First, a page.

Motorcycle USA shook off the winter blues by packing up its bags and making the annual run down to California’s state capital for the Easyriders Bike Show. A sun-filled Saturday morning provided the perfect opportunity for riders from around NorCal to fire up their bikes and fill the streets of downtown Sacramento with the sounds of big V-Twin pistons drumming within tall jugs.
We started out our recent trip with a man-sized meal at a downtown Sacramento staple, Jim-Denny’s diner, home of the world famous “Hubcap!” a pancake too big for a plate with eggs for a hub and spokes of bacon. After doing our best “Man vs Food” impersonation, we sauntered down the block to the Sacramento Convention Center where motorcycles were already lining both sides of the street.
With the shooting of the Hells Angels’ San Jose Chapter President fresh in the minds of police, attendees to the show were greeted by pat-downs and metal detecting wands as a preventive measure. H.A. is generally represented by the Sacramento Chapter at the show, so with the September incident going down in nearby Reno, police weren’t taking any chances. This was the first time we recall getting the full pat-down at the door, but it only meant the line moved a little slower before people were shepherded in to the convention center.
Heading into the venue, baggers took center stage as Carl Brouhard Designs got the luxury of being the first booth visitors saw entering the door. Brouhard and Chris Rivas V-Twin brought out “The World’s Fastest Bagger” a 2010 Aero Glide good for a 195.036 mph speed record. Brouhard Designs’ assortment of fine floorboards, shifter arms, assorted covers and other custom parts covered their land speed-racing bagger.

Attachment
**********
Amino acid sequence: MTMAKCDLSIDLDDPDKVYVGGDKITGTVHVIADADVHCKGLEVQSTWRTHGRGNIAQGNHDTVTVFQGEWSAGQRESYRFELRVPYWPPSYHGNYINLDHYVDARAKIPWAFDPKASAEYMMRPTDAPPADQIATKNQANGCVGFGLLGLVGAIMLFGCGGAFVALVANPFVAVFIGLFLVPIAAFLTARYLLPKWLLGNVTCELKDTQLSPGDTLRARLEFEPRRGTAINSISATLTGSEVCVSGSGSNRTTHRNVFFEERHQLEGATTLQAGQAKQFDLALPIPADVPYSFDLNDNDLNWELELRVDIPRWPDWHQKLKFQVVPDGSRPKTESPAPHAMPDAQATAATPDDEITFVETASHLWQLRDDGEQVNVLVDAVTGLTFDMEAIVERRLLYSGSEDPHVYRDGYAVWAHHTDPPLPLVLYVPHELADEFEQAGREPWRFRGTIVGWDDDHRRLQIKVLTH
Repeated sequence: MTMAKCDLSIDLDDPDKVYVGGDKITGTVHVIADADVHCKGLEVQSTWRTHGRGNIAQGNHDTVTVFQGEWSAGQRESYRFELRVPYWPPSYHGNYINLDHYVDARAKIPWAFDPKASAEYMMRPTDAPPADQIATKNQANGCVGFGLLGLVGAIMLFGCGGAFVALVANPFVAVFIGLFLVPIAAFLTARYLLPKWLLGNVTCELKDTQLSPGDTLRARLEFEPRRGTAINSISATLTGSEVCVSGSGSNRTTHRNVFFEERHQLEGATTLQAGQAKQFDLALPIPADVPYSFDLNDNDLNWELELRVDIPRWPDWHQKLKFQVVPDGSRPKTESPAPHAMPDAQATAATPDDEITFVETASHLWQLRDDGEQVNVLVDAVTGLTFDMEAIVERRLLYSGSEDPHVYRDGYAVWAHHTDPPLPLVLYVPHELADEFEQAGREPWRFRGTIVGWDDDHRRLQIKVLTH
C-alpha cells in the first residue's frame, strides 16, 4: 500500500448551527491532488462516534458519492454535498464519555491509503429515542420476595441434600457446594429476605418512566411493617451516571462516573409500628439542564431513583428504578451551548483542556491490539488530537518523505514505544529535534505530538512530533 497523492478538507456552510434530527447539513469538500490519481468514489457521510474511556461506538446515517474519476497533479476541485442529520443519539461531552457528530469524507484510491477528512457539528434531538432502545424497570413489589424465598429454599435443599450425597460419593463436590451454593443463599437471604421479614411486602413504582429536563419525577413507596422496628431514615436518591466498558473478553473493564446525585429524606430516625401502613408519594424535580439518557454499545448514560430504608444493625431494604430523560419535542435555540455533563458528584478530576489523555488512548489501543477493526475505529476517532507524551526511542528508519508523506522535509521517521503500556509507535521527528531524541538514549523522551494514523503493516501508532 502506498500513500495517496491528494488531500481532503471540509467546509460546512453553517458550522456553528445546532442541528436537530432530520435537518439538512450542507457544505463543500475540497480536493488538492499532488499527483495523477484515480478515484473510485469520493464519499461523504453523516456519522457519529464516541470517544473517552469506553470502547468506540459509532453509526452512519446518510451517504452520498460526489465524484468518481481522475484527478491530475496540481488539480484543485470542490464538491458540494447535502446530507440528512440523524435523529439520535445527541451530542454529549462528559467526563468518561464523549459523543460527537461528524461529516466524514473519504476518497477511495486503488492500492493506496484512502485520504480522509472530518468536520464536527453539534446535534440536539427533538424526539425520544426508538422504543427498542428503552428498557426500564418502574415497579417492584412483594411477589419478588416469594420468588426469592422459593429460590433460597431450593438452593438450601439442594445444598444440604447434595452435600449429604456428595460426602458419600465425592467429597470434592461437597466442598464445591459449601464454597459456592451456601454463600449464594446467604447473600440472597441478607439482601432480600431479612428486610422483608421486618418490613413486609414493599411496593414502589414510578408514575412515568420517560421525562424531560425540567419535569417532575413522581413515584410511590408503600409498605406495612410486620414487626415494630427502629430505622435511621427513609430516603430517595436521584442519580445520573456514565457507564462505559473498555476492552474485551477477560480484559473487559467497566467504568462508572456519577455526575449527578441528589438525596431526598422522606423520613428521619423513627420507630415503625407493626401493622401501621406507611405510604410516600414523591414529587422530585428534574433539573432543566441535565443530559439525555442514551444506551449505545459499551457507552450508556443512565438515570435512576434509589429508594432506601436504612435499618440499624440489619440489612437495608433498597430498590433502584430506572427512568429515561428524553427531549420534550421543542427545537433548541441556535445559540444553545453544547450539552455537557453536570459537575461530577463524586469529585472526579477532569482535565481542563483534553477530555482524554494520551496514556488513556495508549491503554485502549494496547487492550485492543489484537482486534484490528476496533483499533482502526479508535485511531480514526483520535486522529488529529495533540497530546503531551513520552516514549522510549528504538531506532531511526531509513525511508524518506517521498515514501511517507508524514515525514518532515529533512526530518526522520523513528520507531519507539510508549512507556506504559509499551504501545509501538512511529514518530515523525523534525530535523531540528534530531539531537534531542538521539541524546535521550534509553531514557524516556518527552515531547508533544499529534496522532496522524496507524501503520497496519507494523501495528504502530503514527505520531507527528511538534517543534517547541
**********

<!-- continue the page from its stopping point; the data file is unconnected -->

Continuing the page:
Motorcyclists from around Northern California rode in for the 2012 Easyriders Bike Show in Sacramento.
You can’t handle the ‘Hubcap!’ Jim-Denny’s has been a popular eatery in downtown Sacramento since 1934.
Next to Brouhard, Binford Customs was engaging in an impromptu “booming stereo” competition with the guys from Bagger Nation. While Binford’s rolling boom box bagger was putting out some serious sound, it’s hard to beat Paul Yaffe’s “Game Over,” a bagger/trailer combo with 17 speakers and 2800 total watts. Yaffe still holds court as the bagger master based on his fan base at the show.
Cruising down vendors’ row, jugglers on stilts and roller girls on skates made for a carnival-like atmosphere. The Sacred City Derby Girls were smashing and bashing during their flat track exhibition. Later, Hemme would take center stage and entertain the crowd with a rockin’ high-energy set.
Two of the actors from the popular TV show “Sons of Anarchy,” Tommy Flanagan and Winter Zoli, were one of the major attractions of the day. Flanagan, who plays the gritty SOA Sergeant at Arms, looked as rip-your-face-off mean in real life as Chibs, the character he portrays on the show. Zoli, who plays Lyla, won fans over with her smile as fans waited in line for the chance to take a picture with and get an autograph from their favorite SOA star.